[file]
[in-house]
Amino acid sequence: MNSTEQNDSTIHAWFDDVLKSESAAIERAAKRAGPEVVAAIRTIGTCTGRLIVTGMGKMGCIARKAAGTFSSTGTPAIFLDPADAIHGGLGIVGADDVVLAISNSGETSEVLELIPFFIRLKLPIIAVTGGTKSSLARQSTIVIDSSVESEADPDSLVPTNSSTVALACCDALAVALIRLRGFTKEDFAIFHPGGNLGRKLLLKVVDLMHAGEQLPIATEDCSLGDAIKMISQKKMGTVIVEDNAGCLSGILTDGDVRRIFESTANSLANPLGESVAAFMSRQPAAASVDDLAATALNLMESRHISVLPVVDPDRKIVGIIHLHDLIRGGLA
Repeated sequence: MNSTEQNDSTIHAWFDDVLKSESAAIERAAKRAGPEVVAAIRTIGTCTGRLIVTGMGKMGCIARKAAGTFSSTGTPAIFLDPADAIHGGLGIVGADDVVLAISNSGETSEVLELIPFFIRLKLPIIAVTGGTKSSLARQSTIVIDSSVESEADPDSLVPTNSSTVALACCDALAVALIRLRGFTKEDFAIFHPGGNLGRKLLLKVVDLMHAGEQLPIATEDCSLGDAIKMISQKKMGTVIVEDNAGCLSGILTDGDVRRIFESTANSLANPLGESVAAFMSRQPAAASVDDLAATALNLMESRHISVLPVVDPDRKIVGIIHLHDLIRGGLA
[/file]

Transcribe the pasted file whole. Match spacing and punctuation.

[in-house]
Amino acid sequence: MNSTEQNDSTIHAWFDDVLKSESAAIERAAKRAGPEVVAAIRTIGTCTGRLIVTGMGKMGCIARKAAGTFSSTGTPAIFLDPADAIHGGLGIVGADDVVLAISNSGETSEVLELIPFFIRLKLPIIAVTGGTKSSLARQSTIVIDSSVESEADPDSLVPTNSSTVALACCDALAVALIRLRGFTKEDFAIFHPGGNLGRKLLLKVVDLMHAGEQLPIATEDCSLGDAIKMISQKKMGTVIVEDNAGCLSGILTDGDVRRIFESTANSLANPLGESVAAFMSRQPAAASVDDLAATALNLMESRHISVLPVVDPDRKIVGIIHLHDLIRGGLA
Repeated sequence: MNSTEQNDSTIHAWFDDVLKSESAAIERAAKRAGPEVVAAIRTIGTCTGRLIVTGMGKMGCIARKAAGTFSSTGTPAIFLDPADAIHGGLGIVGADDVVLAISNSGETSEVLELIPFFIRLKLPIIAVTGGTKSSLARQSTIVIDSSVESEADPDSLVPTNSSTVALACCDALAVALIRLRGFTKEDFAIFHPGGNLGRKLLLKVVDLMHAGEQLPIATEDCSLGDAIKMISQKKMGTVIVEDNAGCLSGILTDGDVRRIFESTANSLANPLGESVAAFMSRQPAAASVDDLAATALNLMESRHISVLPVVDPDRKIVGIIHLHDLIRGGLA